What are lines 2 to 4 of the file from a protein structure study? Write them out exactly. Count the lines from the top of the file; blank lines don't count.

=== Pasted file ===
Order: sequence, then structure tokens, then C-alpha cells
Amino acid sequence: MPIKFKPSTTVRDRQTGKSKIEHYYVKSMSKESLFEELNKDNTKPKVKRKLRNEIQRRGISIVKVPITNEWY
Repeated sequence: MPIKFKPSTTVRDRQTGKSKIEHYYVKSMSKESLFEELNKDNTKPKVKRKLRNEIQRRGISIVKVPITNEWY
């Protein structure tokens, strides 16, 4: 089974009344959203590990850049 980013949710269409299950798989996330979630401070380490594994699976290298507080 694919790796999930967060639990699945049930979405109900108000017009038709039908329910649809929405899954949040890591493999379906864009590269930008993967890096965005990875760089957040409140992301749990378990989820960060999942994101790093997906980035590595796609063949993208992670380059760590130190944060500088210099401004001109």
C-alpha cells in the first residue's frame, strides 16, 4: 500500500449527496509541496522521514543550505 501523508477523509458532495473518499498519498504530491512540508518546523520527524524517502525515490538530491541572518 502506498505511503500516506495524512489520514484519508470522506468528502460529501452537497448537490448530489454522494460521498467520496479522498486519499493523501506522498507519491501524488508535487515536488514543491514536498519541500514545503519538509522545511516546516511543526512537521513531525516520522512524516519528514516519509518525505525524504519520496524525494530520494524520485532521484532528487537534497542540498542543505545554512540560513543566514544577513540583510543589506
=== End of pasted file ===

Amino acid sequence: MPIKFKPSTTVRDRQTGKSKIEHYYVKSMSKESLFEELNKDNTKPKVKRKLRNEIQRRGISIVKVPITNEWY
Repeated sequence: MPIKFKPSTTVRDRQTGKSKIEHYYVKSMSKESLFEELNKDNTKPKVKRKLRNEIQRRGISIVKVPITNEWY
């Protein structure tokens, strides 16, 4: 089974009344959203590990850049 980013949710269409299950798989996330979630401070380490594994699976290298507080 694919790796999930967060639990699945049930979405109900108000017009038709039908329910649809929405899954949040890591493999379906864009590269930008993967890096965005990875760089957040409140992301749990378990989820960060999942994101790093997906980035590595796609063949993208992670380059760590130190944060500088210099401004001109």